TSHR residues that interact with K1-70 (from the K1-70-TSHR crystal structure and mutation experiments)
TSHR residues that interact with M22 (from the M22-TSHR crystal structure and mutation experiments)
In a different study, a mouse MAb 1H7  with TSH binding inhibiting activity and reactive with a conformational epitope on the TSHR was affected by single TSHR mutations at T56, K58, R80, Y82 and R109 and a triple mutation F130, G132 and F134 (mutations to the equivalent amino acid in the LH/CG receptor). These observations indicate that these MAbs with TSH antagonist activity (K1-70, MAb-B2 and 1H7) have overlapping binding sites on the TSHR and all three interact with TSHR amino acids K58, Y82 and R109 whilst the two mouse MAbs (MAb-B2 and 1H7) also interact with R80 and F134. In contrast, the TSHR binding region for human MAb 5C9, which has both antagonist and inverse agonist activity, overlaps with the binding sites of the other blocking MAbs but interacts with only one TSHR residue (TSHR K129) identified as important for MAb-B2 activity in the mutation studies. Furthermore 5C9 appears to interact with the residues located more C-terminally on the TSHR leucine rich domain compared to MAb B2 or K1-70. All the amino acid mutations that were found to affect the activity of the TSHR blocking MAbs are on the concave surface of the TSHR extracellular domain. This is in contrast to reports that the mouse MAb CS-17 [30, 31] which has both TSH antagonist activity and inverse agonist activity (similar to 5C9) interacts with amino acids on the convex surface of the TSHR (Y195 and S243) and Q235 on the concave surface.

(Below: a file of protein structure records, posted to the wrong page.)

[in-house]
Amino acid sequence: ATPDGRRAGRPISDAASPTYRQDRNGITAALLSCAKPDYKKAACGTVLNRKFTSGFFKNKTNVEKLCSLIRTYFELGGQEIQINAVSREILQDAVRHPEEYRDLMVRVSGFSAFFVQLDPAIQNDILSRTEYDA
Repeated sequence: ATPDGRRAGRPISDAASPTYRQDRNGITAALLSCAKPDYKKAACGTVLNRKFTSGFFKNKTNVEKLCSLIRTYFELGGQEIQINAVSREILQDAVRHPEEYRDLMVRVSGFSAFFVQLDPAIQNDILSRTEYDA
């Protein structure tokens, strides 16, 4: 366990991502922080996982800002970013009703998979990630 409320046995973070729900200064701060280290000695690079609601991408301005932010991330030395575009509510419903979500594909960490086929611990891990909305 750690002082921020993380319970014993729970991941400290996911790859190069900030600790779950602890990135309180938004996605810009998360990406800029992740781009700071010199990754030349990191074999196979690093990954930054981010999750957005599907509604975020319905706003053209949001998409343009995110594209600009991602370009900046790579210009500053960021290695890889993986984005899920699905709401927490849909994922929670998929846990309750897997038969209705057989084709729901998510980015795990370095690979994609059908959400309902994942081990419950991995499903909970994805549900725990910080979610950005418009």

A series of TSHR mutations in the TSHR cleavage domain (CD; amino acids 282–409), in particular, E297A, E297 K, E303A, E303 K, R312A, K313A, E325A, D382A, D382 K, H384A, Y385A, and D386A some of which have been implicated in TSHR activation by TSH [15, 40–42] and TSHR mutations Y195, S243, Y148, K201, Y225, and E247 to alanine on the convex surface of the TSHR LRD have been produced in our laboratory. However, the ability of 5C9 to inhibit pTSH-induced stimulation of cyclic AMP production was not affected by any of the mutations in the TSHR CD or on the convex surface of the TSHR that were investigated. Consequently the mutation studies carried out to date indicate that the human blocking-type MAb 5C9 which has inverse agonist activity forms strong interactions with amino acids on the concave surface of the TSHR only. In addition, as mutations in other parts of the TSHR (i.e., the CD and convex surface of the LRD) had no effect on the activity of 5C9 it is likely that 5C9 forms either no or only weak interactions with amino acids in the TSHR CD implicated in TSH binding  or on the convex surface of the TSHR, implicated in CS-17 binding . However, it should be noted that the absence of an effect of TSHR mutations on 5C9 activity cannot discount entirely interactions with these residues . Overall, our experiments suggest that the interacting region for 5C9 on the TSHR is different to that of the CS-17 MAb although extensive mutation studies of amino acids on the TSHR concave surface or CD on CS-17 activity have not been reported.
Interaction of the TSHR with blocking and stimulating MAbs at the molecular level
TSHR260 has the shape of a slightly curved helical tube constructed from leucine-rich repeat motifs. It has opposed concave and convex surfaces, with an 11-stranded β-sheet located on the concave surface (10 parallel strands, 1 per repeat and an antiparallel strand at the N terminus; Fig. 5). The structure of the convex surface of the TSHR LRD presents eight small strands (two residues each) forming two 3-stranded β-sheets and one 2-stranded β-sheet (Fig. 5). The inner surface of the tube is lined with hydrophobic residues and there are no α helices in the TSHR LRD structure. All five glycosylation sites (N77, N99, N113, N177, and N198) are located on the convex surface of the TSHR LRD and are glycosylated.